The “weekend effect” was indiscriminate. It affected everyone, regardless of professional status, relationship situation, educational background, and age. Physical symptoms related to stress were recorded, including energy levels, digestive issues, headaches, and respiratory troubles. Participants reported improvement both mentally and physically during the weekend hours.
It doesn’t take a study to announce weekends are fun. However, the study’s follow-up research provides reasons for this increased well-being. We can create strategies from this information to use all week, each month, and all year– even Mondays. With a little effort, you can keep seasonal lows off your radar.
The researchers indicated “People experience greater independence and relatedness [on the weekend], which are, in turn, related to higher wellness.” The workweek can be overwhelming, with its external controls, hectic pace, and demands at work and home. Usually, the weekend affords a more relaxed pace. If you’re late for softball practice, your career won’t be jeopardized. You also struggle less to balance. Your roles are reduced so your sense of self is more stable.
Capitalize on the Freedoms of Your Workweek
A lunch break is ideal for regrouping with your spouse or nourishing friendships usually saved for weekends. If you don’t have time for a formal lunch, grab a coffee at the corner stand. Check in with an e-mail. Send a card or shop for a gift. These activities take you beyond your desk, if not physically than figuratively. They’re small reminders of life outside the office.
If you typically do the Family Swim at the Center over the weekend, stop in for a quick dip in the pool. Memories of splashing around with loved ones will remind you of good times to come. Meet your workout buddy and sneak in your weekend fitness routine during a weekday evening or early morning. Stealing little weekend joys like this reduces stress, and maybe even makes you feel a little mischievous.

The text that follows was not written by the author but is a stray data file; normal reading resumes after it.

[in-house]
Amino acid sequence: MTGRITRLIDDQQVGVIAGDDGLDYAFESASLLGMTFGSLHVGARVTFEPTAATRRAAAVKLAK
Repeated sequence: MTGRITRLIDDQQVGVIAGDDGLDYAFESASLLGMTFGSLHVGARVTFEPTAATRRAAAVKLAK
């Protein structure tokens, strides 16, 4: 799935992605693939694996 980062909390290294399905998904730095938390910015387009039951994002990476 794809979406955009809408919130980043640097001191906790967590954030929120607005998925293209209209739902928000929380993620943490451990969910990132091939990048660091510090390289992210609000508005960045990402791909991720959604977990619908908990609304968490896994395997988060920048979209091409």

Happiness is the Exerciser Who Smiles
If you’re not enjoying your workout, it’s time to try a new one. Incorporating fun into your fitness routine is one of the most important elements. It assures consistency. When exercise is a chore, we approach it as such. We all know chores are the easiest thing to eliminate with any old excuse. Repetitive routines can limit results, not to mention bore you into less healthy pastimes like mindless eating.
Check the mirror for proper form– and attitude. If you look bored and are simply going through the motions, it’s time for a lift. Speak to a personal trainer about different exercises. Learn to use a new piece of equipment or introduce a fresh exercise tool. Find your inner fish and hit the Aquatic Center. If you typically do water workouts, visit the Exercise Floor. Experiment with a new Group Fitness class. Find when your weekend class is offered during the week and squeeze it in.
Although your comfort zone may seem nice, is it really delivering for you? Have you reached your ideal weight? Do you still get pleasure from your exercise routine?
Challenge yourself in new ways. You’ll gain a fresh spark. Combined with all the benefits a consistent workout generously gives your body, your mind will grow as well. You’ll discover new strengths, reduced stress, and greater confidence.
Studies continue to confirm: The more physically active one is, the greater one’s general feelings of excitement and enthusiasm. Increase physical activity and increase your pleasant-activated feelings. Researchers from Penn State University discovered doing more exercise than your typical routine provides an additional burst of pleasant-activated feelings. Want to bring on a happy mood? Fit in a little extra exercise.
When glum and stressed, altruism might not by the solution first in mind. Yet, kind acts and volunteering are associated with greater well-being and increased resilience. Whether it’s a fellow exerciser in need of encouragement or an ongoing cause, dedicate your time and thoughts to radiate positive energy. It’s also a great distraction from your own stresses. Helping others feel good improves your own self-worth. You also develop a sense of community, from which you gain your own support and enjoyment.
Perhaps you aren’t able to make a big commitment. This should not be an added stressor. Skip the official volunteering. Go for small, random acts of kindness. Start with a smile. Pay a compliment. You will get back in heaps.
TGIT: Thank God It’s Today.
“Exercise Makes Us Happy– It’s Science,” by Amanda L. Chan at www.huffingtonpost.com.
“Sad in the Spring? Allergy-Mood Link Is Real,” by Elizabeth Landau at www.cnn.com.
“Study: Why It’s Good to Get More ‘Weekend’ in Your Week!” by Elizabeth Scott at www.about.com.
Blooms on blue (introductory photo): http://www.flickr.com/photos/drswan/4751189845/
Sad in spring: http://www.flickr.com/photos/ziubinski/5644613145/
First sprout of spring: http://www.flickr.com/photos/aforero/427737547/
Squirrel stretch: http://www.flickr.com/photos/thartz00/4822239125/
Single flower: http://www.flickr.com/photos/phuonglovejesus2782010/6091076251/